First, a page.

It’s meant to make people appreciate music the day before St. Cecilia’s day (the patron saint of music). I highly recommend reading the comments on this whole thing I pasted below. My favorites are bolded.
I doubt this will catch on. There’s little offensive or charged about music, and there’s really no reason for it. And mostly it takes attention away from more worthy moratorium days like ‘Buy Nothing Day‘ set up by Adbusters.
Make sure you don’t miss ‘When the Space Age Blasted Off, Pop Culture Followed‘, another article typical in this blossoming period of Cold War reflection. But it’s not the typical ‘unclassified something or other reveals that…’ type of history/pop article. This article focuses on the space race/boom as a sort of cultural and artistic grandparent whose habits and tastes have significantly influenced our architecture and artifact design. Let me help illustrate.
Do you see Kubrick’s 2001, the Swedish design school of the 80s, The Jetsons, and trillions of other cultural possessions in the above shape?
As a genuine American aesthetic, the space technology influences provide us with the heritage to design the Mac, the Ford Thunderbird, and the insides of art galleries.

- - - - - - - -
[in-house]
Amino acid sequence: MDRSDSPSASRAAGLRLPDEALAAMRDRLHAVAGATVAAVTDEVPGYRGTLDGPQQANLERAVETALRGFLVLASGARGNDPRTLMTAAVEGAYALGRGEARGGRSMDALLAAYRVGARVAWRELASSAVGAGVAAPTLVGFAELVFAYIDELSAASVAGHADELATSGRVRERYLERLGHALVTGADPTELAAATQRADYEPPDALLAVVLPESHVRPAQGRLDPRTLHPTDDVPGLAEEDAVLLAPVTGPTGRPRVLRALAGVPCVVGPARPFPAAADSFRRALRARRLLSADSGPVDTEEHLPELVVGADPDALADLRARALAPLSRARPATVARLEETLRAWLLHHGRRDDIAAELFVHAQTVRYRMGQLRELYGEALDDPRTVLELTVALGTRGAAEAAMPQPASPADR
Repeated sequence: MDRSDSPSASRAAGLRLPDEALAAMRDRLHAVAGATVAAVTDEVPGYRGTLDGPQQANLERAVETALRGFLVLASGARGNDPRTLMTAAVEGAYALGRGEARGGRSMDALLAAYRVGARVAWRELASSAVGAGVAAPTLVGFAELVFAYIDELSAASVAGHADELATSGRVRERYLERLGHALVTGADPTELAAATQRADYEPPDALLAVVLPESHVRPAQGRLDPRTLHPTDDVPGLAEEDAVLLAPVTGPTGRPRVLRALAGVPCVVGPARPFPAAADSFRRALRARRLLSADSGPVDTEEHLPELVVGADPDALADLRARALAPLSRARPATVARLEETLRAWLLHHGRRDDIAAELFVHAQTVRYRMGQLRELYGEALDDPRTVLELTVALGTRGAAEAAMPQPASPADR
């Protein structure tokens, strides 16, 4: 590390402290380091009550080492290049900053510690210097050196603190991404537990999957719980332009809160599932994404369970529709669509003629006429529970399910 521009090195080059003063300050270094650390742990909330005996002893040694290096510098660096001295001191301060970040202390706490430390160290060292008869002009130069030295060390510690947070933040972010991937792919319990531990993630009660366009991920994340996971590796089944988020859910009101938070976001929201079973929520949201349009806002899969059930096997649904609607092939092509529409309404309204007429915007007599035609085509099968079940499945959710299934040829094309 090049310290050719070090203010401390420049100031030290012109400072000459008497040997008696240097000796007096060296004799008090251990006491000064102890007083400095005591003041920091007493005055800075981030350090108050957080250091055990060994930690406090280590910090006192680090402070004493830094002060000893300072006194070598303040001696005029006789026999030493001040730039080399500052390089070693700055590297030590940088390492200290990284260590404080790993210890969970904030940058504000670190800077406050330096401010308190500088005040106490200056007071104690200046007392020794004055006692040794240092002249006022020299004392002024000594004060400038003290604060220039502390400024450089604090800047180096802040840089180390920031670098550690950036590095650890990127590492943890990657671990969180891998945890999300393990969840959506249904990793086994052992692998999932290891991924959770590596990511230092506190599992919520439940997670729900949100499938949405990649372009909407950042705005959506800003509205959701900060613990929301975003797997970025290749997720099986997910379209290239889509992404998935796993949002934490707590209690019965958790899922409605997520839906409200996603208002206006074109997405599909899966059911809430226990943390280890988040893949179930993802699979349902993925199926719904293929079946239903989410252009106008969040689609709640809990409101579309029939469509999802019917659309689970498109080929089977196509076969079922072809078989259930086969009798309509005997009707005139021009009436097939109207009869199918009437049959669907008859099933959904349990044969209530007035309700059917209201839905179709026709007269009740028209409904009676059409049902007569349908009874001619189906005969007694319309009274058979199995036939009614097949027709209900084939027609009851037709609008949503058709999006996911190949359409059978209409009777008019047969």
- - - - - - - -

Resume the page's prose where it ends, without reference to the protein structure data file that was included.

From the article:.
Many cultural critics say probably the biggest impact can be seen in architecture. Especially in California and elsewhere in the West, the work of architects like John Lautner transformed the look of cities and highways with upswept winglike roofs, domes, satellite shapes and starbursts that became the dominant visual language of motels, diners and gasoline stations.
A Russian-themed Sputnik enthusiast’s video. It sounded like this on ham radios worldwide.
John Lautner, spaceman supreme. Continue reading “A Post Sputnik Era Reflection”
I stumbled across what I thought was a joke feature film showcasing the sport of ‘staredown.’ You know…. gazing dreamily into someone’s eyes until they blink. I figured it was like making a feature film about the IACJ (the International Association of Cat Jugglers). But as it turns out the NASP is a real organization with a genuine rule book. And olympics-like drug restrictions (though you can use eyedrops before a match).
Here’s a quote from the rule book:
B. The Match
i. Staredown does not have a time limit. A match will continue until a winner is determined.
ii. Competitors may not smile during a match. Smiling or laughing is grounds for immediate disqualification.
iii. There are not time-outs in Staredown and no stoppages in play are allowed.
iv. Sneezing and coughing are strictly forbidden.
iv.1.If a competitor sneezes/coughs on another player he/she is disqualified.
iv.2.If a competitor turns away to sneeze/cough he/she will be disqualified.
v. Burping is strictly forbidden. A competitor who burps (intentionally or unintentionally) will be disqualified.
vi. Spitting is strictly forbidden. Any competitor who spits in the face of another competitor will immediately be banned from participating in any NASP sactioned event.
So check out ‘Unflinching Triumph.’ A full length completely online film. It seems like a drawn out SNL skit. The people and their issues just don’t seem real.